Hands today, faces tomorrow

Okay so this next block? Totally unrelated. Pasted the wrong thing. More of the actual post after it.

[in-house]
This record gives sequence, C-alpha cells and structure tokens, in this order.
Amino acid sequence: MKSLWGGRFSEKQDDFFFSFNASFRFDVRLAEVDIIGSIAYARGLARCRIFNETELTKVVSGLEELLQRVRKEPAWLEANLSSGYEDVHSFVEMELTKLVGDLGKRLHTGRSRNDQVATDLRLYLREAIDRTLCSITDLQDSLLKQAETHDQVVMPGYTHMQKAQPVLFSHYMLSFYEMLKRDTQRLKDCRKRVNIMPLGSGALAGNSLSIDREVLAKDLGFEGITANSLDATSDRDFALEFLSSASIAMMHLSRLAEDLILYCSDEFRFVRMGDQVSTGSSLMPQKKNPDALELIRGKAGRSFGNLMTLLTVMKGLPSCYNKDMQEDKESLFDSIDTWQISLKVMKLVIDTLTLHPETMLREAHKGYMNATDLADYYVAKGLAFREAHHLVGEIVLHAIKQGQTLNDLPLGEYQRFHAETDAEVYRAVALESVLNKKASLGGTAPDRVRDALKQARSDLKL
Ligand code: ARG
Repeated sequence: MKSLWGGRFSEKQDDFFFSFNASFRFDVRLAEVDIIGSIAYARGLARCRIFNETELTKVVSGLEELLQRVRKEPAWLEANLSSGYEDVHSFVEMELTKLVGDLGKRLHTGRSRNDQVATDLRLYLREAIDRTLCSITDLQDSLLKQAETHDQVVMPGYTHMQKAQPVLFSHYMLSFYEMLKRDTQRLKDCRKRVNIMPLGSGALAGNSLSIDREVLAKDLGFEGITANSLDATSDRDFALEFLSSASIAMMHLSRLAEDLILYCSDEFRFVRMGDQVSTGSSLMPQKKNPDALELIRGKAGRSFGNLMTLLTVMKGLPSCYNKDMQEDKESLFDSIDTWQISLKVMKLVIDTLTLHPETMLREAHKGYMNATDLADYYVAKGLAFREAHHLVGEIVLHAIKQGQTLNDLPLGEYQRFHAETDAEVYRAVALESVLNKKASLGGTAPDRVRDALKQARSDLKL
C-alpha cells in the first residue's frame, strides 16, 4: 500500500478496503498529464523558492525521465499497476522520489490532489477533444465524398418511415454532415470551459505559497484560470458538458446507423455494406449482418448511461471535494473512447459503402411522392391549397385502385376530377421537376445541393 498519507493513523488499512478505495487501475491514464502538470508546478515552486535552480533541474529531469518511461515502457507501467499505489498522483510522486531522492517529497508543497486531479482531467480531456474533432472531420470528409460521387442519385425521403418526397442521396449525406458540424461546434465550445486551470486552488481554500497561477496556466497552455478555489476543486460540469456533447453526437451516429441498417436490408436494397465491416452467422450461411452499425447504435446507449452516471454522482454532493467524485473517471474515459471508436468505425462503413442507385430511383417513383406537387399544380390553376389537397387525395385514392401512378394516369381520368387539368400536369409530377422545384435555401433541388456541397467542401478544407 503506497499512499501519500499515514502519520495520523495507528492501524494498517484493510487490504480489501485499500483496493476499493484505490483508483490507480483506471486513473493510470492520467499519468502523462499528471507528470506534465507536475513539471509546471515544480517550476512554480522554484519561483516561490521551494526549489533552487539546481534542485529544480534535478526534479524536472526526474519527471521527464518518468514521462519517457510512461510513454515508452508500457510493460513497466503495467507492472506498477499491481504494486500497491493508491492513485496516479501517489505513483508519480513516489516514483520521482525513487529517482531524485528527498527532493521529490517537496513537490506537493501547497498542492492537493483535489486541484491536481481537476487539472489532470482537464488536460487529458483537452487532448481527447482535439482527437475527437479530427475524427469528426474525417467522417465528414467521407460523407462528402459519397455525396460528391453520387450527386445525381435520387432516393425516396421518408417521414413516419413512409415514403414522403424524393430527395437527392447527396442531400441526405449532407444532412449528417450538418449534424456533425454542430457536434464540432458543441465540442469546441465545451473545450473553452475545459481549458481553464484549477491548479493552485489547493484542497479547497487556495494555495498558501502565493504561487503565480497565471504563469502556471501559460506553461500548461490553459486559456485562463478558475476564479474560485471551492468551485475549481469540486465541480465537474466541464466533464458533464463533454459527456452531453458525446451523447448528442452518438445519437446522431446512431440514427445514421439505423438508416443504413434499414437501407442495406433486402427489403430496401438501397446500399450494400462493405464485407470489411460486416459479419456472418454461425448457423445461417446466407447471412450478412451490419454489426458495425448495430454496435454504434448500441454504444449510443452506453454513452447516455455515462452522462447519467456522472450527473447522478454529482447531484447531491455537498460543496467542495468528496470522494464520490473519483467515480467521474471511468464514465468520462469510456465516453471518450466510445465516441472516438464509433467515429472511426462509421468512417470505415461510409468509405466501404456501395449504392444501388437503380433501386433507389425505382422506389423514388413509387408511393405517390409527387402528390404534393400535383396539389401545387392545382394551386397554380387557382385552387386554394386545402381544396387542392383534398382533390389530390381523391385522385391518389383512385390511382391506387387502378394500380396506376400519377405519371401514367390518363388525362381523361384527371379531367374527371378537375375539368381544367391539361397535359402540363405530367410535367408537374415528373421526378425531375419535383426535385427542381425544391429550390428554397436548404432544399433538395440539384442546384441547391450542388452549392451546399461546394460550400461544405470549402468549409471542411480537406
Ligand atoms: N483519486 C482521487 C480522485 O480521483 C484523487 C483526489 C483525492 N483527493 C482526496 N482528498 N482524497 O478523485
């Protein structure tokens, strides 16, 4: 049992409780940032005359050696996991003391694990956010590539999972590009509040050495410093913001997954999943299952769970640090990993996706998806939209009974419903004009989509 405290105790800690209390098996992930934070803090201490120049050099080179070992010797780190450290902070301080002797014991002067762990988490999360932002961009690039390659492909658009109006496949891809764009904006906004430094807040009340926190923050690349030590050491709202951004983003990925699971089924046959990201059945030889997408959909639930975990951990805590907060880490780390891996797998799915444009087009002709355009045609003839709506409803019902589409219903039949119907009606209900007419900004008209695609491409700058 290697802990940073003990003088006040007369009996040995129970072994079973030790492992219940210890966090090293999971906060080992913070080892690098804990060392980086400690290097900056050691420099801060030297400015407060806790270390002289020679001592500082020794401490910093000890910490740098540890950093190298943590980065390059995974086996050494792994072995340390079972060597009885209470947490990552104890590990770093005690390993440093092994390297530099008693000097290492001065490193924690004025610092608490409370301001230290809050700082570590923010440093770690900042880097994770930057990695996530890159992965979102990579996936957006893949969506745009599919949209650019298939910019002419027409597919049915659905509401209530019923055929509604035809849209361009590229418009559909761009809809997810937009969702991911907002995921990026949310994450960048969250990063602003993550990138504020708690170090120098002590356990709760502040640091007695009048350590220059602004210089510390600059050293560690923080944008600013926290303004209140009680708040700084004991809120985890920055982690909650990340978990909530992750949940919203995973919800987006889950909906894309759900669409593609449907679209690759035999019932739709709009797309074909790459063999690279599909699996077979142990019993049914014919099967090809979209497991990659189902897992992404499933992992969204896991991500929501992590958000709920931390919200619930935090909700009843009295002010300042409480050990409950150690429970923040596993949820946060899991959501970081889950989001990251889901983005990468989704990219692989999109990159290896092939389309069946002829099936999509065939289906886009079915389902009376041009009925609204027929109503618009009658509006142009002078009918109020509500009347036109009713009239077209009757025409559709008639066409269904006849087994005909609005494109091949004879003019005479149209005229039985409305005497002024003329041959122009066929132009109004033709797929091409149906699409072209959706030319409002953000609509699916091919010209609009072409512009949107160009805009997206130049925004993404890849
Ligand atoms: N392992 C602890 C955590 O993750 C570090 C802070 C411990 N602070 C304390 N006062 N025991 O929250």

By David Concar THE controversial hand transplant operation that took place in a French hospital last week raises the prospect of something even more macabre—a human face transplant. While doctors in Lyon continue to closely monitor Clint Hallam and his hand for signs of rejection, a rival American team is gearing up for many similar operations. “We’ll do at least 10 of these in the coming year,” says John Barker, a plastic surgeon at the University of Louisville in Kentucky. Whereas most transplants involve grafting only single organs or tissues, a hand transplant requires skin, muscles, nerves and bone all to be grafted at once. This makes hand transplants a good way of testing drug combinations that might stop the body rejecting multiple tissue grafts, especially ones involving skin, the most immunogenic tissue. Ultimately, Barker predicts that the greatest demand for such transplants will come from patients who lose their faces in a fire, or through disease, shotgun wounds or dog attacks. Surgeons currently rebuild faces using flaps of skin and muscle taken from elsewhere on the patient’s body. Barker says they could get a much better-looking result by transplanting the facial skin, muscles, nerves and lips of a dead donor the same age. However, John Williams, vice-president of the Royal College of Surgeons in London,
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